NMAM Methods Update

A laboratory response has answered concerns about technologically outdated and problematic methods.

THE National Institute for Occupational Safety and Health publishes the NIOSH Manual of Analytical Methods (NMAM), a primary reference that has been a reliable source of analytical methods used in occupational health laboratories throughout the world for more than 25 years. The NMAM, despite several revisions and supplements over the years, contains many methods that are technologically outdated. In addition, various NMAM users have noted that some of the methods are problematic or totally nonfunctional.

In an effort to address this situation, the NIOSH NMAM editor conducted a survey of the various NMAM clients (Schlecht and Cassinelli, 1997). These survey results identified a number of problematic methods requiring either re-evaluation or new method development. The resulting laboratory research followed the NIOSH "Guidelines for Air Sampling and Analytical Method Development" (Kennedy et al, 1995). Although the NMAM survey identified methods based upon various chromatography techniques, the majority of the methods targeted for evaluation were developed using gas chromatography (GC).

At the start of this project, each GC method was prioritized based upon client need using the results of the NMAM survey. The methods, identified by their priority ranking, are listed in Table 1. In addition to correcting any problems associated with the individual methods, a number of related goals were incorporated into the method development research. For example, those methods that still specified packed columns were revised (through laboratory evaluation) to use the appropriate capillary column. Capillary column chromatography allowed the limit of detection (LOD) and limit of quantitation (LOQ) to be lowered for each analyte evaluated.

Table 1. NMAM methods identified for re-evaluation based upon priority level.

Priority 1

Priority 2

Priority 3

Priority 4

Acetonitrile (1606), Nitroaromatic compounds (2005), Vinyl acetate (1453)3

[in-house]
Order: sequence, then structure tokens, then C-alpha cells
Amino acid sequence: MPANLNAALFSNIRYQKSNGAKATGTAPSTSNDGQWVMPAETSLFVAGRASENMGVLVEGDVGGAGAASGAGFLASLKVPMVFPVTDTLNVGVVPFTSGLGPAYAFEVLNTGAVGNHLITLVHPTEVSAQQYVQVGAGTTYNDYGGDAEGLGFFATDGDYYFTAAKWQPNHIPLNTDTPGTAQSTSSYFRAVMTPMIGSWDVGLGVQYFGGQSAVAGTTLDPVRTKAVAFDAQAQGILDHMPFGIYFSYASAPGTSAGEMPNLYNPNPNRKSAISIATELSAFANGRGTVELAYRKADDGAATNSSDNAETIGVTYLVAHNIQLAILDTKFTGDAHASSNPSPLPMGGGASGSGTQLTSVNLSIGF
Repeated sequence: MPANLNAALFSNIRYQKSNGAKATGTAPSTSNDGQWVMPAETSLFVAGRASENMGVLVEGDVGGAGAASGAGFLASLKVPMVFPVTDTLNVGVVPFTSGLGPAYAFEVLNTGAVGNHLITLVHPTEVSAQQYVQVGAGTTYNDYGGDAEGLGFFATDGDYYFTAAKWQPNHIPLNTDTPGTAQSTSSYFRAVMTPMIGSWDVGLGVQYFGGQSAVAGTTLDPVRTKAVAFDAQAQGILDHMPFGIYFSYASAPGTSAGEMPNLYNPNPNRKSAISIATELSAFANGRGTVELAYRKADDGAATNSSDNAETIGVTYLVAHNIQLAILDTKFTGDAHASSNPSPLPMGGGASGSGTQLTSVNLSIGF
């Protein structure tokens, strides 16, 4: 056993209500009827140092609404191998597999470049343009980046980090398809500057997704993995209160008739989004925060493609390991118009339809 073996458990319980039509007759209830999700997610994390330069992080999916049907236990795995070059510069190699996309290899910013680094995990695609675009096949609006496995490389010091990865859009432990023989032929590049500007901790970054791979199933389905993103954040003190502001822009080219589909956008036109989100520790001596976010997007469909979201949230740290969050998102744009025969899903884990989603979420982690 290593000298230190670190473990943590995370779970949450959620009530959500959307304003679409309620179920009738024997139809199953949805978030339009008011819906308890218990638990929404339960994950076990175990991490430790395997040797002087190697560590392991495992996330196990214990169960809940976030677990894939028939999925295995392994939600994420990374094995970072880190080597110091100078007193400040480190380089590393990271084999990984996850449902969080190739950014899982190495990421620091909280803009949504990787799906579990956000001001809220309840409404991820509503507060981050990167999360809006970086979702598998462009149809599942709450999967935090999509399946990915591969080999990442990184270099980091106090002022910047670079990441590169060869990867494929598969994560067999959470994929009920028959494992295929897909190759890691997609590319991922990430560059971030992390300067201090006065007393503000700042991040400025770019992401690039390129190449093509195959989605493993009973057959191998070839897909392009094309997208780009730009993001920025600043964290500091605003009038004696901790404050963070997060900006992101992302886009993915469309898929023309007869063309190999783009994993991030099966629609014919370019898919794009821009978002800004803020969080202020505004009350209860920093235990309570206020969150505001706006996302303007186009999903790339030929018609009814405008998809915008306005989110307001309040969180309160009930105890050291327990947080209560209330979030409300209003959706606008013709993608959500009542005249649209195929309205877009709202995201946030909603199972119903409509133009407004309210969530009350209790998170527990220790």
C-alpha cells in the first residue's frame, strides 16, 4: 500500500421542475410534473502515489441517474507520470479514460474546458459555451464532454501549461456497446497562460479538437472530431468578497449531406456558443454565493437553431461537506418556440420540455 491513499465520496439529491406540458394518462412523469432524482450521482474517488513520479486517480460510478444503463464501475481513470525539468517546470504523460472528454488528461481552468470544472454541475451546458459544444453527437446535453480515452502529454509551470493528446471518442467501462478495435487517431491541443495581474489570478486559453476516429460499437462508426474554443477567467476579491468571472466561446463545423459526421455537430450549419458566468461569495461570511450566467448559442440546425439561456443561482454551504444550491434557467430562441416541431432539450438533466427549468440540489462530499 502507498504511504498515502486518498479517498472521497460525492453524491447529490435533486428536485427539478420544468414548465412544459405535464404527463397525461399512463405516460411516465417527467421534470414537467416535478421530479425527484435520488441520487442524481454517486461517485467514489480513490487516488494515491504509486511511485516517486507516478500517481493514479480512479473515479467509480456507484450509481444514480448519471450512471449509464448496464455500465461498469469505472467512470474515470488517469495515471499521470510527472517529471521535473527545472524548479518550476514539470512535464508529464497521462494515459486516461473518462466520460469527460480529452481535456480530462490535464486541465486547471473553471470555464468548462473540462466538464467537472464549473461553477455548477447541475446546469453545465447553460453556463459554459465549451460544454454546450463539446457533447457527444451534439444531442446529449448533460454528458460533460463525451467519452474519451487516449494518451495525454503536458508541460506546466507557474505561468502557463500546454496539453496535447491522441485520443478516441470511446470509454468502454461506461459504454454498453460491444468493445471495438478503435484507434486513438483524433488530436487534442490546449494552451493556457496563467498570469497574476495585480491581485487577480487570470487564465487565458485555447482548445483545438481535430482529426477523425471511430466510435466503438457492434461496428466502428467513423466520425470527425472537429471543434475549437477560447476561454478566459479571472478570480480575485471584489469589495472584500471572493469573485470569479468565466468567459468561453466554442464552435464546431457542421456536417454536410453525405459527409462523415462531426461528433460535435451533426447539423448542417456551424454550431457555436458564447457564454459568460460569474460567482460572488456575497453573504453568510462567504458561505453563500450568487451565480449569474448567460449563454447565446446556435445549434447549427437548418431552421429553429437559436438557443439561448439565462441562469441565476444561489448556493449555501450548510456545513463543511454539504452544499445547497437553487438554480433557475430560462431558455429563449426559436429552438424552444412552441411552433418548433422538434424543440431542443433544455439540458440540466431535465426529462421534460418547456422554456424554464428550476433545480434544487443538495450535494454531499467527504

Halogenated hydrocarbons (1003), Aromatic hydrocarbons (1501), Ketones I (2555), Alcohols IV (1403)

Methyl acrylate (2552), Methyl/Ethyl methacrylate (2537), Ketones II (2553)

Isophorone (2556), Isopropyl acetate (1460), Isopropyl ether (1618)

For some analytes, new or additional desorption efficiency (DE) studies were required to meet the current method development criteria (Kennedy et al, 1995). Others required DE studies at levels substantially lower (5x LOQ to approximately 0.1x Recommended Exposure Level or Permissible Exposure Level) than in the original method in order to more realistically evaluate current occupational exposure levels. Finally, after a review of all of the methods, it was determined that most lacked sufficient storage stability data as required by current method development guidelines (Kennedy et al, 1995). Thus, this article will endeavor to provide a general comparison of the new capillary column-based methods versus the original, outdated, and/or problematic packed column methods.

Materials and Methods
Analytical Standards
All standards used in these studies were obtained from Aldrich Chemical Company (Milwaukee, Wis.). All analytes were 99 percent pure with the exception of: 1,2-dichloroethylene (98 percent), 1,1,2-trichloroethylene (97 percent), p-tert-butyltoluene (95 percent), o-xylene (98 percent), 2-heptanone (98 percent), 3-heptanone (98 percent), mesityl oxide (98 percent), 5-methyl-3-heptanone (97 percent), and isophorone (97 percent).

Desorption Solvents